Wednesday, January 31, 2007

Cruel and Unusual

Hilzoy has a very important piece on the psychological ravages of prolonged, acute solitary confinement and how the Bush administration is imposing this form of punishment on certain prisoners at Guantanamo Bay. These prisoners are not the "baddest of the bad" or the upper echelon of al-Qaeda mind you, at least not in the present example. Rather, they are a group of Chinese Uighurs that were turned in by Pakistani bounty hunters during the initial stages of the Afghan campaign.

Then again, the Bush administration instituted the same form of punishment on an American citizen who wasn't even convicted of a crime, Jose Padilla, so arbitrary application of cruel punishment might not be as remarkable as it should be. The effects on Padilla's mental health were consistent with clinical data on such extreme applications of solitary confinement, and consistent with the symptoms exhibited by the the Uighur prisoners.

In layman's terms, they are being driven insane. Please go read about the pathologies and anguish created by such depravation of human contact at Obsideian Wings and elsewhere, and then try to tell me that this is somehow justifiable, moral or in our interest as a nation.

Hilzoy provides an excerpt from a clinical assessment of the effects of prolonged solitary confinement of this nature:

"In my opinion, solitary confinement - that is confinement of a prisoner alone in a cell for all or nearly all of the day, with minimal environmental stimulation and minimal opportunity for social interaction - can can cause severe psychiatric harm. This harm includes a specific syndrome which has been reported by many clinicians in a variety of settings, all of which have in common features of inadequate, noxious and/or restricted environmental and social stimulation. In more severe cases, this syndrome is associated with agitation, self-destructive behavior, and overt psychotic disorganization.

In addition, solitary confinement often results in severe exacerbation of a previously existing mental condition, or in the appearance of a mental illness where none had been observed before. Even among inmates who do not develop overt psychiatric illness as a result of confinement in in solitary, such confinement almost inevitably imposes significant psychological pain during the period of isolated confinement and often significantly impairs the inmate's capacity to adapt successfully to the broader prison environment."

While that excerpt is couched in the somewhat sanitized language of a clinician, she provides balance to the detached tone of the scientist by giving Charles Dickens a platform:

I believe that very few men are capable of estimating the immense amount of torture and agony which this dreadful punishment, prolonged for years, inflicts upon the sufferers; and in guessing at it myself, and in reasoning from what I have seen written upon their faces, and what to my certain knowledge they feel within, I am only the more convinced that there is a depth of terrible endurance in it which none but the sufferers themselves can fathom, and which no man has a right to inflict upon his fellow-creature. I hold this slow and daily tampering with the mysteries of the brain, to be immeasurably worse than any torture of the body: and because its ghastly signs and tokens are not so palpable to the eye and sense of touch as scars upon the flesh; because its wounds are not upon the surface, and it extorts few cries that human ears can hear; therefore I the more denounce it, as a secret punishment which slumbering humanity is not roused up to stay. I hesitated once, debating with myself, whether, if I had the power of saying ‘Yes’ or ‘No,’ I would allow it to be tried in certain cases, where the terms of imprisonment were short; but now, I solemnly declare, that with no rewards or honours could I walk a happy man beneath the open sky by day, or lie me down upon my bed at night, with the consciousness that one human creature, for any length of time, no matter what, lay suffering this unknown punishment in his silent cell, and I the cause, or I consenting to it in the least degree.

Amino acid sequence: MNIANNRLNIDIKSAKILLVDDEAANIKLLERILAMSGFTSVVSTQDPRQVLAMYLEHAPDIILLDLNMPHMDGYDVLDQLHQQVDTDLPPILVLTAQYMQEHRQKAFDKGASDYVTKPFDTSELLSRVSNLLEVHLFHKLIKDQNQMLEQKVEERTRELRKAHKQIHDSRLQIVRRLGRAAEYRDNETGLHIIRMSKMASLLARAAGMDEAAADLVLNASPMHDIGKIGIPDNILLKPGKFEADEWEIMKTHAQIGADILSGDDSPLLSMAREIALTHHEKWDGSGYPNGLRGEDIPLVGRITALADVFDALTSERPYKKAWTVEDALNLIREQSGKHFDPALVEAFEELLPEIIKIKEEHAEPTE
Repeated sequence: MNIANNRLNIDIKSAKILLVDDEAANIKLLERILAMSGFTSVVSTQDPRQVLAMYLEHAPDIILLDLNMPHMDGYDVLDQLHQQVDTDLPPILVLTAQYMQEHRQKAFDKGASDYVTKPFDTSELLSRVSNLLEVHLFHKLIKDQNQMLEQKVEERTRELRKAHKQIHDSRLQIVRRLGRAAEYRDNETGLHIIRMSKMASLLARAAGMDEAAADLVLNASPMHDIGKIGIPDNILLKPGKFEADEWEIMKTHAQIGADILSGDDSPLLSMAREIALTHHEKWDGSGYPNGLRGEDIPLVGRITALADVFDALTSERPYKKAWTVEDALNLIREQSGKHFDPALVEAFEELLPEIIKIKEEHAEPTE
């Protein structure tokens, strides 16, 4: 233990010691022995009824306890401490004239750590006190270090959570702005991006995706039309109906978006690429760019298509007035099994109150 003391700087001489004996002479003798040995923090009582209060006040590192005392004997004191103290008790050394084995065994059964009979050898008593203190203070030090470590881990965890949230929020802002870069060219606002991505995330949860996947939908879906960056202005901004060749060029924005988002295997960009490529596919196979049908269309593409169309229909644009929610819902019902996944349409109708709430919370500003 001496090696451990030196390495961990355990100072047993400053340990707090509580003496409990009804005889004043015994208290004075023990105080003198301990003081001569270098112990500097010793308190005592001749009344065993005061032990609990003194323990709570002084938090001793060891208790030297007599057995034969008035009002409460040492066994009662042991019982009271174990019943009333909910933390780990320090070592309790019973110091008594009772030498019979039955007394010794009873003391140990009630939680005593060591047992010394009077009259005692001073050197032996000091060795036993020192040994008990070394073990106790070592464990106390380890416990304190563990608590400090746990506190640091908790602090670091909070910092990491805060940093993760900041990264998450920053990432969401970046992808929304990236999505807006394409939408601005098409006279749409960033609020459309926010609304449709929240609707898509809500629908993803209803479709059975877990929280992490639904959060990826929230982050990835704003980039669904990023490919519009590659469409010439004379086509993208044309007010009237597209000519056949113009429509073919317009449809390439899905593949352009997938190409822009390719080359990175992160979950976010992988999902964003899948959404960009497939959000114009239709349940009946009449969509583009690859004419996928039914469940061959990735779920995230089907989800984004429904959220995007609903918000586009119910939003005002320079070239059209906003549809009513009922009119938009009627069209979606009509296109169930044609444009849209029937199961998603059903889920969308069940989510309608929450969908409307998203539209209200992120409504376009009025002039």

While she is, herself, self deprecating, Hilzoy was also rather eloquent in summing up the central issues involved.

These men were captured by bounty hunters nearly five years ago. They are in all likelihood innocent of any crime, and of any act against the United States; they have certainly never been tried and convicted of any. We have held them in captivity since then, away from their wives and families. If they returned home now, their children probably wouldn't recognize them -- and as those of you who have kids will surely recognize, those are some of the saddest words there are.

And now, for some unfathomable reason, we have decided to lock them up in solitary, where we are driving them insane. Even if they were guilty, this would be wrong: having your mind and your spirit broken apart should not be the penalty for any crime. Our government is doing it to the innocent.

This is torture, plain and simple - no need to parse, dissemble or obfuscate. Call it what it is. And it is torture of the innocent, or at the very least, those that have been accused, but denied a hearing to determine their innocence or guilt. And it is official Bush administration policy - from American citizens, to foreign nationals. You can't attribute this to "a few bad apples" at Abu Ghraib.

I am deeply repulsed.

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